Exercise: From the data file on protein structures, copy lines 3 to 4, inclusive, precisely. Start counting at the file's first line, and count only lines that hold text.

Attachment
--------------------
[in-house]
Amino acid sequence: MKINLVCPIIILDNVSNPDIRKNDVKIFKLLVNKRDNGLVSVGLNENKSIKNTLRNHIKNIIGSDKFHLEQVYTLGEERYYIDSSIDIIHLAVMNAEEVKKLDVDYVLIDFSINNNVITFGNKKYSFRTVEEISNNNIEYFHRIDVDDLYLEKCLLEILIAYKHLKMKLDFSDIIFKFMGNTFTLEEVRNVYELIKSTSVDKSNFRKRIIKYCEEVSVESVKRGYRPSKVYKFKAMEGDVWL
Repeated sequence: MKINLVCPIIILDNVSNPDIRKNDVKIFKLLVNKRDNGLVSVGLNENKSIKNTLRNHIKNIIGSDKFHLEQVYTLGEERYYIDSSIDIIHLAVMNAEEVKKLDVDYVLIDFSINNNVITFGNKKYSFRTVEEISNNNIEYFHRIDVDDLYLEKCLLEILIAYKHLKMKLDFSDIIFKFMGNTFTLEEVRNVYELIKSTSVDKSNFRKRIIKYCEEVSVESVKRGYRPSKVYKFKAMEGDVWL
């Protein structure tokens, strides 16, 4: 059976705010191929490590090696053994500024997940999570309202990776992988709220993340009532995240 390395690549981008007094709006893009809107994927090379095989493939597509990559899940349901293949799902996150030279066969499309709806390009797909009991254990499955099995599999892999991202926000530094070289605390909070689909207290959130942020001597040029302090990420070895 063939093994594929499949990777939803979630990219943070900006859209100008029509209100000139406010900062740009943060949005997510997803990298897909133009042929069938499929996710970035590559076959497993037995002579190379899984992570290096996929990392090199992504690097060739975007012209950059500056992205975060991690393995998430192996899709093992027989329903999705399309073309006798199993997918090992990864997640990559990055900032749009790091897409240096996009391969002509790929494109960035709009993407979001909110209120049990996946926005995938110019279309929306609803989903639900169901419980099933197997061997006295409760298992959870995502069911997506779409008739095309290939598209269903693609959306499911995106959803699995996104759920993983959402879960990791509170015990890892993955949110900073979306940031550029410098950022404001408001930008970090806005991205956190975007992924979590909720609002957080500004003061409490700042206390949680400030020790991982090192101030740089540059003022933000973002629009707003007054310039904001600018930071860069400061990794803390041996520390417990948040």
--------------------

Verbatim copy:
Repeated sequence: MKINLVCPIIILDNVSNPDIRKNDVKIFKLLVNKRDNGLVSVGLNENKSIKNTLRNHIKNIIGSDKFHLEQVYTLGEERYYIDSSIDIIHLAVMNAEEVKKLDVDYVLIDFSINNNVITFGNKKYSFRTVEEISNNNIEYFHRIDVDDLYLEKCLLEILIAYKHLKMKLDFSDIIFKFMGNTFTLEEVRNVYELIKSTSVDKSNFRKRIIKYCEEVSVESVKRGYRPSKVYKFKAMEGDVWL
């Protein structure tokens, strides 16, 4: 059976705010191929490590090696053994500024997940999570309202990776992988709220993340009532995240 390395690549981008007094709006893009809107994927090379095989493939597509990559899940349901293949799902996150030279066969499309709806390009797909009991254990499955099995599999892999991202926000530094070289605390909070689909207290959130942020001597040029302090990420070895 063939093994594929499949990777939803979630990219943070900006859209100008029509209100000139406010900062740009943060949005997510997803990298897909133009042929069938499929996710970035590559076959497993037995002579190379899984992570290096996929990392090199992504690097060739975007012209950059500056992205975060991690393995998430192996899709093992027989329903999705399309073309006798199993997918090992990864997640990559990055900032749009790091897409240096996009391969002509790929494109960035709009993407979001909110209120049990996946926005995938110019279309929306609803989903639900169901419980099933197997061997006295409760298992959870995502069911997506779409008739095309290939598209269903693609959306499911995106959803699995996104759920993983959402879960990791509170015990890892993955949110900073979306940031550029410098950022404001408001930008970090806005991205956190975007992924979590909720609002957080500004003061409490700042206390949680400030020790991982090192101030740089540059003022933000973002629009707003007054310039904001600018930071860069400061990794803390041996520390417990948040």